Despite its promises of transparency, I find myself in the unusual position of agreeing with those who oppose the legislation in claiming that it is being rushed. Yes we had a chance to make submissions (though mine was destroyed when my USB drive corrupted itself one day and never got to be submitted). Yes we were given a chance to speak to the submissions before the select committee.

But I nevertheless believe that too much haste is being made in progressing this legislation. This is especially since the announcement in April that oil and gas would be phased out did not involve any prior consultation with the oil and gas sector, or any apparent effort to figure out what alternative sources of fuel could be developed. The stance is capped off by the chair of the oil and gas industry body PEPANZ, Cameron Madgwick. Mr Madgwick has gone on the record as saying that the industry would rather have certainty about the process going forward in 2018 than being offered a new block for exploration.

As it is, I have always believed that totally ridding New Zealand of oil and gas is never going to happen and that the Government will find itself being forced to make concessions of some sort or another. It will also find that its failure to acknowledge the lack of a nation-wide blue print for meeting New Zealand’s energy needs in the forseeable future proves problematic with no clear priorities, objectives for meeting those priorities or policies to give effect to the objectives, in place.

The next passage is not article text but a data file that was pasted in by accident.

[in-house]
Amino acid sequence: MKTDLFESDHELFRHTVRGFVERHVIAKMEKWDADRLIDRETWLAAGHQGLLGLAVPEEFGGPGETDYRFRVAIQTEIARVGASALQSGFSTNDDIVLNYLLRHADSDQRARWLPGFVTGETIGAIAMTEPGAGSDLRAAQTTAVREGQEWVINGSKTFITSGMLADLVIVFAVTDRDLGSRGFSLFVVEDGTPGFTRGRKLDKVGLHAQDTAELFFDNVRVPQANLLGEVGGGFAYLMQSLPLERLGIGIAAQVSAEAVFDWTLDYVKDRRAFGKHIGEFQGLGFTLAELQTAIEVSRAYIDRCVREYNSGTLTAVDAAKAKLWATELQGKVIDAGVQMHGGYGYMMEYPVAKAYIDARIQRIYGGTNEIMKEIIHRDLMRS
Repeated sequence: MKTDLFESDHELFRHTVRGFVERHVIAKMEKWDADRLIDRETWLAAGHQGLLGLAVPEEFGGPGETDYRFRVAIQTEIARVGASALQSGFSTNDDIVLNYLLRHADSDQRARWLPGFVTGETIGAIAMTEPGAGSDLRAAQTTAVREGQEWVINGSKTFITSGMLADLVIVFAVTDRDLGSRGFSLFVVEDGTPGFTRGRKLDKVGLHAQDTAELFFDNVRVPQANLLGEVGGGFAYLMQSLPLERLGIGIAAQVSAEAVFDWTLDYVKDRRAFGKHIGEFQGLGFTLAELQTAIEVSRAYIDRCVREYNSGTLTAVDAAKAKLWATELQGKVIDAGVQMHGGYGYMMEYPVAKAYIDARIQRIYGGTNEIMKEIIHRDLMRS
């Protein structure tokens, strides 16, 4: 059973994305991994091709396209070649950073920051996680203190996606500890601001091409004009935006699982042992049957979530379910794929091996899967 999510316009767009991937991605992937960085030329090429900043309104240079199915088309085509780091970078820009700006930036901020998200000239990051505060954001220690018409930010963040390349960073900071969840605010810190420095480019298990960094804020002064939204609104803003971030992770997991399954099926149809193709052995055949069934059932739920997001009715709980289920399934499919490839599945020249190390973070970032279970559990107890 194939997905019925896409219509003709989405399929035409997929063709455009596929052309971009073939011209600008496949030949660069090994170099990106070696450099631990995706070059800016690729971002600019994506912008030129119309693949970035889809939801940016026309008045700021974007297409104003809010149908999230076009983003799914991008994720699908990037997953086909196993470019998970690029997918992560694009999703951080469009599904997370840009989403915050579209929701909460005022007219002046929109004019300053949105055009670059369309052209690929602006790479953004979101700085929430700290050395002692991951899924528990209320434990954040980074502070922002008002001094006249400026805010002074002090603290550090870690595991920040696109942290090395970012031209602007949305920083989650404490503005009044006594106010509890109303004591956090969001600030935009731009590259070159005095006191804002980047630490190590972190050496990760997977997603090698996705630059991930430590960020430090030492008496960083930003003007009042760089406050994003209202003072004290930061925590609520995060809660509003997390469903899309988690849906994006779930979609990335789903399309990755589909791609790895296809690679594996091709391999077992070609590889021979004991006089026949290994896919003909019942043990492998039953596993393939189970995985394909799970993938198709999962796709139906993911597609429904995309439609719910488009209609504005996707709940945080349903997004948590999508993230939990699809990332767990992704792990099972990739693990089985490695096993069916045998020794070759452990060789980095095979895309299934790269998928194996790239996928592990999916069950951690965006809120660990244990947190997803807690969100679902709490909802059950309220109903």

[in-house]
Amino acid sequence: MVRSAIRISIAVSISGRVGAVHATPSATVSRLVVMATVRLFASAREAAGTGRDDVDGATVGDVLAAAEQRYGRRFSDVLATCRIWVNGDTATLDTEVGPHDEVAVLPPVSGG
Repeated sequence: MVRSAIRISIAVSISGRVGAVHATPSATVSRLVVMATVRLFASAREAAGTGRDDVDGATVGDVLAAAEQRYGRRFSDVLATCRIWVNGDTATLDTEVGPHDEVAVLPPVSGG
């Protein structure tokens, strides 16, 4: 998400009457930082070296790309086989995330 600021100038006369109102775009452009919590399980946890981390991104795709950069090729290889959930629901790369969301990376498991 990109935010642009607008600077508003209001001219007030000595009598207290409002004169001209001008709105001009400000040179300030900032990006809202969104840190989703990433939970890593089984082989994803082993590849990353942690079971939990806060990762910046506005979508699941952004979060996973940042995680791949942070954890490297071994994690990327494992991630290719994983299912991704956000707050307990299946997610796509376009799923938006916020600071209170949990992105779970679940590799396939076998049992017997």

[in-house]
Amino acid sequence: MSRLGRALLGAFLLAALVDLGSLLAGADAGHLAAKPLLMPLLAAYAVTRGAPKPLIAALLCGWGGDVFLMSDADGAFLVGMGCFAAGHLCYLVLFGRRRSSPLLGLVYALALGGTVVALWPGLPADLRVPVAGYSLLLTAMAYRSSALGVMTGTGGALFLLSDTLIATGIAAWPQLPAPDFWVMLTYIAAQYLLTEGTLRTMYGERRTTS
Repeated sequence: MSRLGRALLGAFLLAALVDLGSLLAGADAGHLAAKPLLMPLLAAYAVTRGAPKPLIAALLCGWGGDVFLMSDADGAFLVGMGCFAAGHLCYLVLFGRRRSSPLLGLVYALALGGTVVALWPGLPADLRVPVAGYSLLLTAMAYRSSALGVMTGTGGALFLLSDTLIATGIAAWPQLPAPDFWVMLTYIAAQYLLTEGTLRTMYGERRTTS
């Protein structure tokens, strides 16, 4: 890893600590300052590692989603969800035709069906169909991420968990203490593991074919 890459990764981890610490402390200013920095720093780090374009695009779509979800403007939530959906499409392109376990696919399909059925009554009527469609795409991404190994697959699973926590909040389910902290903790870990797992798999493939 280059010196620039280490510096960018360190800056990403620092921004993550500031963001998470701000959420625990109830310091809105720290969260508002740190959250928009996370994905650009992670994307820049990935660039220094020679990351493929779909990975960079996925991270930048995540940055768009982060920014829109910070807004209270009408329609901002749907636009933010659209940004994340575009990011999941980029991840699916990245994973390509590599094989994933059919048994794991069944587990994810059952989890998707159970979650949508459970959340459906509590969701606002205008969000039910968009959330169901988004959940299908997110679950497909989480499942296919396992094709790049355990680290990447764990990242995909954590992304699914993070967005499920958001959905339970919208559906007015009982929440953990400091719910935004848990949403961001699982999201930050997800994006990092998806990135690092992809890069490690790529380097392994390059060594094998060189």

Even if New Zealand does meet its objectives, will it make any difference? I think New Zealanders are more conservative than Labour and the Greens are willing to admit when it comes to energy. Certainly people realize that a few significant policy decisions in major countries like India, China or the United States could lead to changes that completely undermine any in roads New Zealand makes in carbon emissions.

So, Labour can rush this Bill of Parliament through as it looks like they will try, but it is not a well crafted law and will cause them and their Green allies some significant headaches in the months and years to come.

Time for a petrol price inquiry

I have read of petrol reaching another all time high price in New Zealand today. This is on a commodity that in December 2017 New Zealanders were paying one of the highest pre-tax (i.e before tax added) prices in the world for. Due to some countries like the Netherlands having substantially higher taxes on fuel than New Zealand, we come in about mid field in the O.E.C.D. for total price after tax paid.

Do we need a goods and services tax (G.S.T.)on petroleum and diesel? I am not sure of the answer to that. The Automobile Association New Zealand has long called for a removal of G.S.T. on fuel, and says that it would lower petrol prices by 10c/L, and reduce pressure on already pressurized budgets.

Sure there is a petrol tax coming and petroleum companies do not want to have dollars shaved off their profit, but since when was that new? Sure the Middle East looks dicey at the moment – but that is the way it has been for most of the last decade. Sure there are costs incurred in refining product and getting it to the market, but again, that is the way it has been for yonks.

Basically it is theft and New Zealanders are blindly thinking “she’ll come right” eventually.

Well, no. It will not come right unless we kick this mentality that has cost us much as a nation, and is set to cost quite a bit more before long, to the curb. This notion that somehow the market will correct things and petroleum prices will come down is stuffed.